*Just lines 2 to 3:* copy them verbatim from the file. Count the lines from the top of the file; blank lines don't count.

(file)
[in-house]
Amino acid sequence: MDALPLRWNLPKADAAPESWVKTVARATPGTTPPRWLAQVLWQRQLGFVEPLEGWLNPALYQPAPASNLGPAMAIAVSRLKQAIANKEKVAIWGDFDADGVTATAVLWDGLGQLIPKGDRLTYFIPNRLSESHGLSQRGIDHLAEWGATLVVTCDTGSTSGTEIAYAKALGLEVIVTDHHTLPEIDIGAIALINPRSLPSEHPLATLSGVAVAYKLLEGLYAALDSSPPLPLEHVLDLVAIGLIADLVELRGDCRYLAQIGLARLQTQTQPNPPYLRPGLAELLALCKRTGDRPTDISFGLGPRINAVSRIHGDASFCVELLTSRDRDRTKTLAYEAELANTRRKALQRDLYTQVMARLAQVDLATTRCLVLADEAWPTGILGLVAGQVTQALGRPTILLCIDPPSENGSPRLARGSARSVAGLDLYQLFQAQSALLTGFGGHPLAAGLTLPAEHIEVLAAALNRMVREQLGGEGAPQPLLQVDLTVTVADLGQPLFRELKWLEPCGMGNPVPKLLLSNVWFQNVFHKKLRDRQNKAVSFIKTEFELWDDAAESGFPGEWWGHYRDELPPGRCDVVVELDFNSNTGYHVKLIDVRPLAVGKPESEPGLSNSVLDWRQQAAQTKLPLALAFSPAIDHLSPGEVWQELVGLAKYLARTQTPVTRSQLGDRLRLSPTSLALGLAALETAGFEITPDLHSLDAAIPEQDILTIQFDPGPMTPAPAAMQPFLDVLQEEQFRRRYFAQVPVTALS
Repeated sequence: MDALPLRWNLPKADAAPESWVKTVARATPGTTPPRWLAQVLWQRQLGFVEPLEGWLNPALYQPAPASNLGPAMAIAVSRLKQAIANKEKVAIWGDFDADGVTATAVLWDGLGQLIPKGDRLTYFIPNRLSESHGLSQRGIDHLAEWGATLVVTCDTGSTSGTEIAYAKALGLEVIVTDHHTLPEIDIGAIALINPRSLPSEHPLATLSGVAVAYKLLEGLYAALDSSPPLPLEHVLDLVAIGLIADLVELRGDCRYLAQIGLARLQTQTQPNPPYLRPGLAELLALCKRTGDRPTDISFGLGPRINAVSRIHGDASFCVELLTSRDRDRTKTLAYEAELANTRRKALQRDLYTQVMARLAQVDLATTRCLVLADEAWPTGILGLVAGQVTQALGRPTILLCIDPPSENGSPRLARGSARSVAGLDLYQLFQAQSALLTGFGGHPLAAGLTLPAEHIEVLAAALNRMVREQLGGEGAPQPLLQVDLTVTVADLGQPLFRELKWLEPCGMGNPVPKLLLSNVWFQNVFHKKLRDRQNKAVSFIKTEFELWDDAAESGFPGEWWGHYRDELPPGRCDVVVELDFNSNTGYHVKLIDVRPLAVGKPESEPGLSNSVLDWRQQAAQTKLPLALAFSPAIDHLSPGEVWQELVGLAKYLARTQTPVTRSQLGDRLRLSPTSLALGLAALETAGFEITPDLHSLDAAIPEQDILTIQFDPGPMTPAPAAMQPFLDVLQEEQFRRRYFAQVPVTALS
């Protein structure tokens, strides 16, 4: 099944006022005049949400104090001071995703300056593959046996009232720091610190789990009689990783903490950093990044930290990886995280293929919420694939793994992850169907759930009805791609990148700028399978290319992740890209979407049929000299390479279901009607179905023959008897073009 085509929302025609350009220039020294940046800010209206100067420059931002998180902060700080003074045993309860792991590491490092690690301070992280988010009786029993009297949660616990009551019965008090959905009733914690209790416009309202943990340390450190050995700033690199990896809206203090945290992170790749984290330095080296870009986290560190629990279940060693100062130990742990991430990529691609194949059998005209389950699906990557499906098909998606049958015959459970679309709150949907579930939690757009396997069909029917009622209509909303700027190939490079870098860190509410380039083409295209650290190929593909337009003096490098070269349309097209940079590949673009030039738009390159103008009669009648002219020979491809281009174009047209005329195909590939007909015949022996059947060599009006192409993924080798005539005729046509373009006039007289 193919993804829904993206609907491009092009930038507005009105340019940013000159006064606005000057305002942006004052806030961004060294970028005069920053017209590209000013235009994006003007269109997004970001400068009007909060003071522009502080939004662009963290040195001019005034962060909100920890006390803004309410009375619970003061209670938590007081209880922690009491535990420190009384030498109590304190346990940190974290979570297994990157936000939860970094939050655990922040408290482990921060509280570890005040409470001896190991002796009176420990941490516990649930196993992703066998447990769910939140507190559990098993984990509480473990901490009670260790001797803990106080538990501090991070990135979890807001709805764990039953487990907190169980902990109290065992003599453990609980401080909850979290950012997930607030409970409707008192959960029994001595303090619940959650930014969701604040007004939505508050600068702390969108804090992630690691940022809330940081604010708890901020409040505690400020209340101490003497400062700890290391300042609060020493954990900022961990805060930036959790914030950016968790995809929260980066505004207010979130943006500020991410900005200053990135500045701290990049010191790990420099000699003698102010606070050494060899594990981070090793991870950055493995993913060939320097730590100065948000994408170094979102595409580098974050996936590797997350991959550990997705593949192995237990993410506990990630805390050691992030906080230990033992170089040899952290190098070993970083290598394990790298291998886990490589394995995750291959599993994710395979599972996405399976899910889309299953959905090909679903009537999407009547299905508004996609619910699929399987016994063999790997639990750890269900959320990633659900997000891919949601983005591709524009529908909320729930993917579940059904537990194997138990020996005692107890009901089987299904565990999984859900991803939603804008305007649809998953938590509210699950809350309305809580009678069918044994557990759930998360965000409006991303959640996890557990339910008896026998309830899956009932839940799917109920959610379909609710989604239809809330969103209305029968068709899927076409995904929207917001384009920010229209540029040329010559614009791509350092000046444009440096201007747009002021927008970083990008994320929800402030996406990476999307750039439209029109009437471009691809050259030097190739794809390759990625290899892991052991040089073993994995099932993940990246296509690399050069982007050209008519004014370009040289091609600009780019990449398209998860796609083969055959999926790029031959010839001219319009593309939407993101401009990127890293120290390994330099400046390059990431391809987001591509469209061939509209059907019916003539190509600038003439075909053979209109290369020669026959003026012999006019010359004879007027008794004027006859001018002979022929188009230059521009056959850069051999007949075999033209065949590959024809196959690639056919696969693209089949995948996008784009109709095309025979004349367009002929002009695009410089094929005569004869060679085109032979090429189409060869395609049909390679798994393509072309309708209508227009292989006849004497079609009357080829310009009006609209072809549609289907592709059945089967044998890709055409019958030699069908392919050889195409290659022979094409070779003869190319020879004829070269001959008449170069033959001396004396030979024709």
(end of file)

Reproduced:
Amino acid sequence: MDALPLRWNLPKADAAPESWVKTVARATPGTTPPRWLAQVLWQRQLGFVEPLEGWLNPALYQPAPASNLGPAMAIAVSRLKQAIANKEKVAIWGDFDADGVTATAVLWDGLGQLIPKGDRLTYFIPNRLSESHGLSQRGIDHLAEWGATLVVTCDTGSTSGTEIAYAKALGLEVIVTDHHTLPEIDIGAIALINPRSLPSEHPLATLSGVAVAYKLLEGLYAALDSSPPLPLEHVLDLVAIGLIADLVELRGDCRYLAQIGLARLQTQTQPNPPYLRPGLAELLALCKRTGDRPTDISFGLGPRINAVSRIHGDASFCVELLTSRDRDRTKTLAYEAELANTRRKALQRDLYTQVMARLAQVDLATTRCLVLADEAWPTGILGLVAGQVTQALGRPTILLCIDPPSENGSPRLARGSARSVAGLDLYQLFQAQSALLTGFGGHPLAAGLTLPAEHIEVLAAALNRMVREQLGGEGAPQPLLQVDLTVTVADLGQPLFRELKWLEPCGMGNPVPKLLLSNVWFQNVFHKKLRDRQNKAVSFIKTEFELWDDAAESGFPGEWWGHYRDELPPGRCDVVVELDFNSNTGYHVKLIDVRPLAVGKPESEPGLSNSVLDWRQQAAQTKLPLALAFSPAIDHLSPGEVWQELVGLAKYLARTQTPVTRSQLGDRLRLSPTSLALGLAALETAGFEITPDLHSLDAAIPEQDILTIQFDPGPMTPAPAAMQPFLDVLQEEQFRRRYFAQVPVTALS
Repeated sequence: MDALPLRWNLPKADAAPESWVKTVARATPGTTPPRWLAQVLWQRQLGFVEPLEGWLNPALYQPAPASNLGPAMAIAVSRLKQAIANKEKVAIWGDFDADGVTATAVLWDGLGQLIPKGDRLTYFIPNRLSESHGLSQRGIDHLAEWGATLVVTCDTGSTSGTEIAYAKALGLEVIVTDHHTLPEIDIGAIALINPRSLPSEHPLATLSGVAVAYKLLEGLYAALDSSPPLPLEHVLDLVAIGLIADLVELRGDCRYLAQIGLARLQTQTQPNPPYLRPGLAELLALCKRTGDRPTDISFGLGPRINAVSRIHGDASFCVELLTSRDRDRTKTLAYEAELANTRRKALQRDLYTQVMARLAQVDLATTRCLVLADEAWPTGILGLVAGQVTQALGRPTILLCIDPPSENGSPRLARGSARSVAGLDLYQLFQAQSALLTGFGGHPLAAGLTLPAEHIEVLAAALNRMVREQLGGEGAPQPLLQVDLTVTVADLGQPLFRELKWLEPCGMGNPVPKLLLSNVWFQNVFHKKLRDRQNKAVSFIKTEFELWDDAAESGFPGEWWGHYRDELPPGRCDVVVELDFNSNTGYHVKLIDVRPLAVGKPESEPGLSNSVLDWRQQAAQTKLPLALAFSPAIDHLSPGEVWQELVGLAKYLARTQTPVTRSQLGDRLRLSPTSLALGLAALETAGFEITPDLHSLDAAIPEQDILTIQFDPGPMTPAPAAMQPFLDVLQEEQFRRRYFAQVPVTALS